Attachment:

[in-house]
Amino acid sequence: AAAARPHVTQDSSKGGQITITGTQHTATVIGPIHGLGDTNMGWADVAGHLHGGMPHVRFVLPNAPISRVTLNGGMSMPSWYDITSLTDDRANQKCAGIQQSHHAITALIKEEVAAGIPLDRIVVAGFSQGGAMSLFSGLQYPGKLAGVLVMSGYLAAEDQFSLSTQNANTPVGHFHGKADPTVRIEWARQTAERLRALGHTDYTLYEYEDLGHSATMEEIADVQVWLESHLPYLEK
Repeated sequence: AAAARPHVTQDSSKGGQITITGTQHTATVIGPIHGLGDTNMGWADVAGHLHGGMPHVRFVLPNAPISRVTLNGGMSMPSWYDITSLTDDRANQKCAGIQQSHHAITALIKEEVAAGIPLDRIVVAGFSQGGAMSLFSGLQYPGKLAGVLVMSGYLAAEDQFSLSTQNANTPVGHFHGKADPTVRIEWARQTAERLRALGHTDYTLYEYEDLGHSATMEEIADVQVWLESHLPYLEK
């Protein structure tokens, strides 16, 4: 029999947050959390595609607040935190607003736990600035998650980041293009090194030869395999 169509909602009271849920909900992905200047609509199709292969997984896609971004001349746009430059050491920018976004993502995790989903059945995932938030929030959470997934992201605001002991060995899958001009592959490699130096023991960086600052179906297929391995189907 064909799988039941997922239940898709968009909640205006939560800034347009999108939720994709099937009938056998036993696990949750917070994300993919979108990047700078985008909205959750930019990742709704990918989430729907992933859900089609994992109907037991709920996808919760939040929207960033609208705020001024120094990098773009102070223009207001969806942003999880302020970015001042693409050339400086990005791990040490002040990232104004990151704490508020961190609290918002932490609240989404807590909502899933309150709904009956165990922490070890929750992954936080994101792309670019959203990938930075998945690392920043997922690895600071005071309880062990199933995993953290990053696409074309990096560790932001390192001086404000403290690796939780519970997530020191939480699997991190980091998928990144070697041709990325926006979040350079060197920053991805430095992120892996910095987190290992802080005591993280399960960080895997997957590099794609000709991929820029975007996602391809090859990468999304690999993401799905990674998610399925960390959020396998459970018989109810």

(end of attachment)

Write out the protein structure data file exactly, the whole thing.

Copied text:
[in-house]
Amino acid sequence: AAAARPHVTQDSSKGGQITITGTQHTATVIGPIHGLGDTNMGWADVAGHLHGGMPHVRFVLPNAPISRVTLNGGMSMPSWYDITSLTDDRANQKCAGIQQSHHAITALIKEEVAAGIPLDRIVVAGFSQGGAMSLFSGLQYPGKLAGVLVMSGYLAAEDQFSLSTQNANTPVGHFHGKADPTVRIEWARQTAERLRALGHTDYTLYEYEDLGHSATMEEIADVQVWLESHLPYLEK
Repeated sequence: AAAARPHVTQDSSKGGQITITGTQHTATVIGPIHGLGDTNMGWADVAGHLHGGMPHVRFVLPNAPISRVTLNGGMSMPSWYDITSLTDDRANQKCAGIQQSHHAITALIKEEVAAGIPLDRIVVAGFSQGGAMSLFSGLQYPGKLAGVLVMSGYLAAEDQFSLSTQNANTPVGHFHGKADPTVRIEWARQTAERLRALGHTDYTLYEYEDLGHSATMEEIADVQVWLESHLPYLEK
């Protein structure tokens, strides 16, 4: 029999947050959390595609607040935190607003736990600035998650980041293009090194030869395999 169509909602009271849920909900992905200047609509199709292969997984896609971004001349746009430059050491920018976004993502995790989903059945995932938030929030959470997934992201605001002991060995899958001009592959490699130096023991960086600052179906297929391995189907 064909799988039941997922239940898709968009909640205006939560800034347009999108939720994709099937009938056998036993696990949750917070994300993919979108990047700078985008909205959750930019990742709704990918989430729907992933859900089609994992109907037991709920996808919760939040929207960033609208705020001024120094990098773009102070223009207001969806942003999880302020970015001042693409050339400086990005791990040490002040990232104004990151704490508020961190609290918002932490609240989404807590909502899933309150709904009956165990922490070890929750992954936080994101792309670019959203990938930075998945690392920043997922690895600071005071309880062990199933995993953290990053696409074309990096560790932001390192001086404000403290690796939780519970997530020191939480699997991190980091998928990144070697041709990325926006979040350079060197920053991805430095992120892996910095987190290992802080005591993280399960960080895997997957590099794609000709991929820029975007996602391809090859990468999304690999993401799905990674998610399925960390959020396998459970018989109810």